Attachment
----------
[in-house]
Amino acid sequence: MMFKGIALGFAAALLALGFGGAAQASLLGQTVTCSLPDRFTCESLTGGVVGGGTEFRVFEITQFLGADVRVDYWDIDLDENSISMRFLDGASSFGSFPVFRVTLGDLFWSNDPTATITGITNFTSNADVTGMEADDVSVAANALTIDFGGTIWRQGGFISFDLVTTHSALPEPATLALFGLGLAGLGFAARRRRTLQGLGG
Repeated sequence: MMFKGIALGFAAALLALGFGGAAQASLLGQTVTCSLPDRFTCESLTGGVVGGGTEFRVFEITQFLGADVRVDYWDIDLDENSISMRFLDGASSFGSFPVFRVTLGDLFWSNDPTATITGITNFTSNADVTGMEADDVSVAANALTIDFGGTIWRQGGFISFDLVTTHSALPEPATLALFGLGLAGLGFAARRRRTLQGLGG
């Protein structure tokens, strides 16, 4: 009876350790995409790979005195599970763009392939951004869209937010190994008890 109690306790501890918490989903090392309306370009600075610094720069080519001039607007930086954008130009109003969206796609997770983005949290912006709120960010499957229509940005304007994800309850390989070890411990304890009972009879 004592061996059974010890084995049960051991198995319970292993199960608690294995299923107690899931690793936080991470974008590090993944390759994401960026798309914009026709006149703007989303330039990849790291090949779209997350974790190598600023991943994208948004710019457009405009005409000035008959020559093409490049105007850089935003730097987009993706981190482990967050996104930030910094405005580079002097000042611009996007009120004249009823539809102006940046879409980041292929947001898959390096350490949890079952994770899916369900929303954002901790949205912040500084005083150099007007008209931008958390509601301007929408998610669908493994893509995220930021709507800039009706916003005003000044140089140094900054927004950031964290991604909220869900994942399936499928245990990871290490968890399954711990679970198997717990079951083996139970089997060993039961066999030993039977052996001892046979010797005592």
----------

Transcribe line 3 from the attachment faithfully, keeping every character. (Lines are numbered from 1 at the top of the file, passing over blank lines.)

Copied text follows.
Repeated sequence: MMFKGIALGFAAALLALGFGGAAQASLLGQTVTCSLPDRFTCESLTGGVVGGGTEFRVFEITQFLGADVRVDYWDIDLDENSISMRFLDGASSFGSFPVFRVTLGDLFWSNDPTATITGITNFTSNADVTGMEADDVSVAANALTIDFGGTIWRQGGFISFDLVTTHSALPEPATLALFGLGLAGLGFAARRRRTLQGLGG